He is 6. I took him out Saturday to do a little shooting. We hadn't been out for a while so I had to go over the Four Rules with him a little. After a few warmup shots at paper with the .22 he was doing pretty well and fired several nice groups. We switched to a steel plate. I think it is a 4" diameter plate. When he hit it 6 times in a row I declared him "up to speed enough" and he switched to a "deer rifle".
This is a Marlin 336 with an XS Scout Mount and a Simmons Prohunter 2x pistol scope on it. It also has an adjustable cheek rest from Fulton Armory. If you search the blog you will find links to this stuff. The youngster was also using a PAST Magnum Recoil Shield.
The ammunition was Remington Managed Recoil factory loads which have a 125gr pointed softpoint Corelokt bullet at a nominal 2175fps. It has much less recoil than full power factory ammo. My experience is that this is plenty of power if you hit a deer properly. Again, if you search back through the blog you can probably find some info on deer that my oldest boy has taken with this load.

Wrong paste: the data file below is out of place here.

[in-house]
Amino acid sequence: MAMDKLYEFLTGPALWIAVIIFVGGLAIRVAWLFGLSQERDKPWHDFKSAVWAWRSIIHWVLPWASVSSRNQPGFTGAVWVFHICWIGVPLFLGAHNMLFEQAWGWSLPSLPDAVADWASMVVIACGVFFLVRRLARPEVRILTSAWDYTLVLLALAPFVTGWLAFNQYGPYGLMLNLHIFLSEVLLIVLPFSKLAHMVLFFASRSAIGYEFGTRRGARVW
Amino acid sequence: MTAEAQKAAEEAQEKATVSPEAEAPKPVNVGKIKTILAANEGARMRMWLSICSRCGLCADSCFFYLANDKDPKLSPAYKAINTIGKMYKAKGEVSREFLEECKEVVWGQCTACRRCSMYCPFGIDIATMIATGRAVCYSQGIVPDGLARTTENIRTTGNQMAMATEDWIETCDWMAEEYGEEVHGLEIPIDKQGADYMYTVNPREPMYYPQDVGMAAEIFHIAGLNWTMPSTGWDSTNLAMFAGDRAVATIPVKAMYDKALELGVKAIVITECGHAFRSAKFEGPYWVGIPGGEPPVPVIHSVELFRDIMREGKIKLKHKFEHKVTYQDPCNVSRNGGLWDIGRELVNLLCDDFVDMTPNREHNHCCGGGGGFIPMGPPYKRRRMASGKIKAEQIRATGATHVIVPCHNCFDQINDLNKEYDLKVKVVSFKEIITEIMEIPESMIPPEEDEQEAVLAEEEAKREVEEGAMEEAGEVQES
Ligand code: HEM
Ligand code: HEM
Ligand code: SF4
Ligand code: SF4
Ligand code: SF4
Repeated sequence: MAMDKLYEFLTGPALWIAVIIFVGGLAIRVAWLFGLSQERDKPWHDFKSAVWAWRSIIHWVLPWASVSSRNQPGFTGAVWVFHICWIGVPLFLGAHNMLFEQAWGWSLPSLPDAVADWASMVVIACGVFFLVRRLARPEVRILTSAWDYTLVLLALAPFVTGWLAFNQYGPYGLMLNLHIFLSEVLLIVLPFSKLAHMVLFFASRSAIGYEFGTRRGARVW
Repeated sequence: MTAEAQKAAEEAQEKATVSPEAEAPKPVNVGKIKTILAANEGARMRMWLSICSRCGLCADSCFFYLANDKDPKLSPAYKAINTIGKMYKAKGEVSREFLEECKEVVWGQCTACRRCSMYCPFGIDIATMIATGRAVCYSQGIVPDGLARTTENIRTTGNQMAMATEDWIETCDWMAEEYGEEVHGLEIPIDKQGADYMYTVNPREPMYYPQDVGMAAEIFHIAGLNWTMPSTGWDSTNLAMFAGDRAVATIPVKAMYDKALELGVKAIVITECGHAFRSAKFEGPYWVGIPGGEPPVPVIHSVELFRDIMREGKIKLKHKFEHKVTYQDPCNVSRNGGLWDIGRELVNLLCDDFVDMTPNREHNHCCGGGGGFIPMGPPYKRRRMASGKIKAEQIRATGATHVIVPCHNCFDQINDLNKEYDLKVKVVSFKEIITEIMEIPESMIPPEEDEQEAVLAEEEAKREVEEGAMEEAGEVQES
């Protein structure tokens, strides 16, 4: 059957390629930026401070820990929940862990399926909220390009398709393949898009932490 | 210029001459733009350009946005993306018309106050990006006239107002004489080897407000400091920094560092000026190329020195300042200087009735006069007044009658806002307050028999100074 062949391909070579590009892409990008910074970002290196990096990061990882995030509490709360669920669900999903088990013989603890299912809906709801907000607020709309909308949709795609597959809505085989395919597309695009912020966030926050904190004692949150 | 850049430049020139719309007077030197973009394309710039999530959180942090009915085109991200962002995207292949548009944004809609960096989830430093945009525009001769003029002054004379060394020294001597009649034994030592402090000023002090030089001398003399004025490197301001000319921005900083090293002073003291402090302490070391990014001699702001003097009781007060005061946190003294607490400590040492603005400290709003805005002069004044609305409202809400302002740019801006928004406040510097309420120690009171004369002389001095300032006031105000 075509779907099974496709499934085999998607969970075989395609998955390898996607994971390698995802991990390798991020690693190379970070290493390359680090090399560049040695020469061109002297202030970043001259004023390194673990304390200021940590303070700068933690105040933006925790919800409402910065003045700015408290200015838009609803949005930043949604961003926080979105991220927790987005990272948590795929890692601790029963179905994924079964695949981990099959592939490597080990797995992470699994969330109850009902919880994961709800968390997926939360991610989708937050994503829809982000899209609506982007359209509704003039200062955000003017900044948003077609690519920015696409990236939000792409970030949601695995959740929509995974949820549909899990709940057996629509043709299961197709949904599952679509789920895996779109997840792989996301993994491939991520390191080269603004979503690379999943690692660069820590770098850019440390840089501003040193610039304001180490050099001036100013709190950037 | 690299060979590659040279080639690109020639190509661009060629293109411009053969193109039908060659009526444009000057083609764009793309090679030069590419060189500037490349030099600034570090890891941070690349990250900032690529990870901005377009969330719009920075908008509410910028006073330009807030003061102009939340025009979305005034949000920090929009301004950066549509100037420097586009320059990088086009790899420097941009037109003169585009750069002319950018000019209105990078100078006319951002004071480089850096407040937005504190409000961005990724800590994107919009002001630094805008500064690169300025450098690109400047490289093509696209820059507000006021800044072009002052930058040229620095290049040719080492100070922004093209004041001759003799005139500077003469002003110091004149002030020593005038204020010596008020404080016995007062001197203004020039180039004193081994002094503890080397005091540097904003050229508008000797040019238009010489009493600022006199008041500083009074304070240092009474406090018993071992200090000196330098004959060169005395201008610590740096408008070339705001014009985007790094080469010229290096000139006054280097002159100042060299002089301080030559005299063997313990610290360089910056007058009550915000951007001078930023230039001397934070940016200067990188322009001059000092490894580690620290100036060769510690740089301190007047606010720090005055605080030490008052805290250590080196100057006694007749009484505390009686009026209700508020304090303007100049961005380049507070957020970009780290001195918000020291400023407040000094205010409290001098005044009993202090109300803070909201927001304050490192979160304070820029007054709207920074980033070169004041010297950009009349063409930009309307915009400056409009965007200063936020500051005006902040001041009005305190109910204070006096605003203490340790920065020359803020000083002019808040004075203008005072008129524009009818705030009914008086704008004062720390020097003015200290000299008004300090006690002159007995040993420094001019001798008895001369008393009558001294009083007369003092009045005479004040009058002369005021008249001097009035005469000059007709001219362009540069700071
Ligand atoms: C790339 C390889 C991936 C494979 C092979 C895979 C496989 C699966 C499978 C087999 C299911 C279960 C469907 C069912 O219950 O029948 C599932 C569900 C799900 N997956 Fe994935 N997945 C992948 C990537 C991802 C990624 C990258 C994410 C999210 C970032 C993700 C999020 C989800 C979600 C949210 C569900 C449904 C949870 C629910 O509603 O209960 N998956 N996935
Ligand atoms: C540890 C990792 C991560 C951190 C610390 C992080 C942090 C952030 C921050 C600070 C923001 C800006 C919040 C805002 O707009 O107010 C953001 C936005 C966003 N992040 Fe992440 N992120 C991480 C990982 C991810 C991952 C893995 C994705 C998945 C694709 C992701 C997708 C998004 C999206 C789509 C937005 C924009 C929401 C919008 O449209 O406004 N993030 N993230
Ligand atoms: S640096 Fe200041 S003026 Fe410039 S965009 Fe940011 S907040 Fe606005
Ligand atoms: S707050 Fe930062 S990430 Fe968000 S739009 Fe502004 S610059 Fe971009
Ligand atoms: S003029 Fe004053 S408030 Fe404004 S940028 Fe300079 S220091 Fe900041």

At any rate the young hunter fired his first shot at 25 yards to see what it was like. He liked it. He said he enjoyed the recoil. Good man. I like a good belt up to a point. He then fired 3 more shots at the same target. His first group with a "high powered" rifle was four shots in about 3" at 25 yards.
When his older brothers could do as well at about his age they were declared ready to make venison and they did just that.
I think we'll have a full freezer again this year.
Sitting out in the dark and freezing cold for hours waiting for deer and turkey to come along is good for youngsters. "It builds character" and all that sort of stuff. The same boy that will sometimes stop and cry when he gets a grass burr while walking will say "Ow, ow, ow!!!" and keep going when he gets a grass burr while he's helping to lift his deer into the back of a truck. Seeing what a bullet will do to a living creature gives youngsters a respect for firearms that talking and books just can't deliver. Seeing, smelling and touching a still warm animal and later eating a meal from that same animals helps youngsters understand their place in the world and where food comes from. Kids know that hamburger comes from cows and fried chicken comes from a bird, but they don't really KNOW it until they've had a hand in the process and seen it for themselves.
Get your kids out in the field. Killing things and eating them should be part of their education.
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